-Visual inspection time of 1 hour or more can be reduced to 3-4 minutes-
The National Agricultural Food Research Organization (NARO) has developed an AI system that can automatically count rice planthoppers from pictorial images of survey boards. By automatically recognizing and counting rice planthopper individuals with an accuracy of more than 90%, the inspection time, which may take more than an hour per survey board by visual inspection, can be reduced to 3-4 minutes. This AI system will be useful for the accurate prediction of crop damage due to pests and their control.
The rice planthoppers (brown planthopper, white-backed planthopper, small brown planthopper) are designated as "harmful animals" under the Plant Protection Act for stable rice production in Japan. Therefore, the outbreak status of the rice planthoppers in paddy fields is monitored regularly, and if crop damage due to them is predicted, warnings and advisories are issued to producers. In the above-mentioned pest forecasting project carried out by the national government, the prefectural pest control stations conduct regular surveys of rice planthoppers in paddy fields at least twice a month, at about 3,000 sites nationwide.
To investigate the outbreak of crop pests, skilled experts who can identify the pests are needed. The rice planthoppers are up to about 5 mm in size, and pest experts visually count planthopper individuals on the survey board one by one for surveys of rice planthoppers. The NARO has successfully trained an AI to automatically recognize only rice planthoppers by selecting them from other insects and plant pieces on the survey board. This specialized AI can distinguish three types of rice planthopper individuals into 18 categories (species, developmental stages, and sexes and wing-forms in adults) with an accuracy of about 90%, and notably, it can distinguish individuals of brown planthopper, which causes the most serious damage of the rice crop, into categories with an accuracy of more than 95%.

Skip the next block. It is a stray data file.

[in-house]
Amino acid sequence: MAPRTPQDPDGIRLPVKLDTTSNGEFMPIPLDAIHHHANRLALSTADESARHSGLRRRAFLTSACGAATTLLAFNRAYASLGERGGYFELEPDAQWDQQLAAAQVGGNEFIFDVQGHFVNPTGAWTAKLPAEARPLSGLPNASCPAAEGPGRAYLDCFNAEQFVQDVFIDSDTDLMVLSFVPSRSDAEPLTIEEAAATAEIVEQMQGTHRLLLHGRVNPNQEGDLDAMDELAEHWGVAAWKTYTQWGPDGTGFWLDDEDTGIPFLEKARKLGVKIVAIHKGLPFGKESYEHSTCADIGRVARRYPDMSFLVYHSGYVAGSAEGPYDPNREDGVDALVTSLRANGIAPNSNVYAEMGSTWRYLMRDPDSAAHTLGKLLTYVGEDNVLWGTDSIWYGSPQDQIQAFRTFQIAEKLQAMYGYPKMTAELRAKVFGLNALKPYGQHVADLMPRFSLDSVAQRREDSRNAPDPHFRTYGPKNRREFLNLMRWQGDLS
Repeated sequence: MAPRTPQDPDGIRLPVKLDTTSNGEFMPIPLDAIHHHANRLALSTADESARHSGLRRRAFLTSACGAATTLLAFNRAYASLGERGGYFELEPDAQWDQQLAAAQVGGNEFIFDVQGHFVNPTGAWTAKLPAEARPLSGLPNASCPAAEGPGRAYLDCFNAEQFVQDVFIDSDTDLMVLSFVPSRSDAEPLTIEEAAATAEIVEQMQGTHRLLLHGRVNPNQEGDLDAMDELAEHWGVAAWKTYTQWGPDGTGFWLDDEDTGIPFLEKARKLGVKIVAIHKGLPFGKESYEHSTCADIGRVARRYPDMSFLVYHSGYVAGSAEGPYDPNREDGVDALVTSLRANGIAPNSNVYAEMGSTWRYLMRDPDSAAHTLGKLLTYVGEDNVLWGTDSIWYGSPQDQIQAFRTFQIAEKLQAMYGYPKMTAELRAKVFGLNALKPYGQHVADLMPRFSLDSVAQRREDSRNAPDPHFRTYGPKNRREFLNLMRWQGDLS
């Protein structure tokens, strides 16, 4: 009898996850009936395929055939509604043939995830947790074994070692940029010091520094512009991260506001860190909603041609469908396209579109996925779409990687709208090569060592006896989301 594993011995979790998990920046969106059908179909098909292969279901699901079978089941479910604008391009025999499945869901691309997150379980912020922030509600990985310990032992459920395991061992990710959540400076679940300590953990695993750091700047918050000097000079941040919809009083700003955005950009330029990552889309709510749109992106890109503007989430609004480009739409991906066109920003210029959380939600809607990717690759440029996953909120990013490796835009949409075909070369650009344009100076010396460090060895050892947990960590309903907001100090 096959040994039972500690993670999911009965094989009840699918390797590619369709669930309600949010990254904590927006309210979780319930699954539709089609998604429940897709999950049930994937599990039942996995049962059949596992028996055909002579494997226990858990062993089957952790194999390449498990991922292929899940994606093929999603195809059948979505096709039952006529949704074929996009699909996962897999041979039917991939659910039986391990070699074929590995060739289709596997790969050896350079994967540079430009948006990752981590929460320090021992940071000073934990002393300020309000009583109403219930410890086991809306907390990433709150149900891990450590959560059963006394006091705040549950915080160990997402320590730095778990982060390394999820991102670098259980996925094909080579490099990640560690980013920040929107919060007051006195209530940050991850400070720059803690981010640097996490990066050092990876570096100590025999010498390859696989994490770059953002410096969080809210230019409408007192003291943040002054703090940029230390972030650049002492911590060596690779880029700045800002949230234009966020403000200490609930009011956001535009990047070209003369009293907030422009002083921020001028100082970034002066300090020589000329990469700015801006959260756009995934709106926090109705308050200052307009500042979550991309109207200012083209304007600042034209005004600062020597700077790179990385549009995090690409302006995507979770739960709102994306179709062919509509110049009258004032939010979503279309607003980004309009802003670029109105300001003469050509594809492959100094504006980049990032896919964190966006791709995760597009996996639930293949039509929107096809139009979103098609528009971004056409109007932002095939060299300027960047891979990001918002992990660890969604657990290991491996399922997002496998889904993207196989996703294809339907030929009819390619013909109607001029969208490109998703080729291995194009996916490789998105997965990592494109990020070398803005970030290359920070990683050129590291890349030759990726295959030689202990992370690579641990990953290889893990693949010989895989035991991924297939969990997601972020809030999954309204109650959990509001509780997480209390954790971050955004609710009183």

By the existing visual inspection method, counting rice planthopper individuals may take more than an hour per survey board. However, by using the developed AI system, the same counting task can be completed within 3-4 minutes, including the process of imaging the survey board. Thus, this AI system can greatly reduce labor costs and speed up the surveys of rice planthoppers with uniform accuracy, which will be useful for the accurate prediction of crop damage due to pests and their control. As a next step, demonstration tests will be conducted for spreading this system throughout Japan.
Takayama et al. (2021) Evaluation of detection accuracy of image recognition for automatic counting of rice planthoppers captured on sticky boards. Agricultural Information Research, 30(4): 174-184.
Yashiro & Sanada-Morimura (2021) A rapid multiplex PCR assay for species identification of Asian rice planthoppers (Hemiptera: Delphacidae) and its application to early-instar nymphs in paddy fields. PLoS ONE, 16(4): e0250471.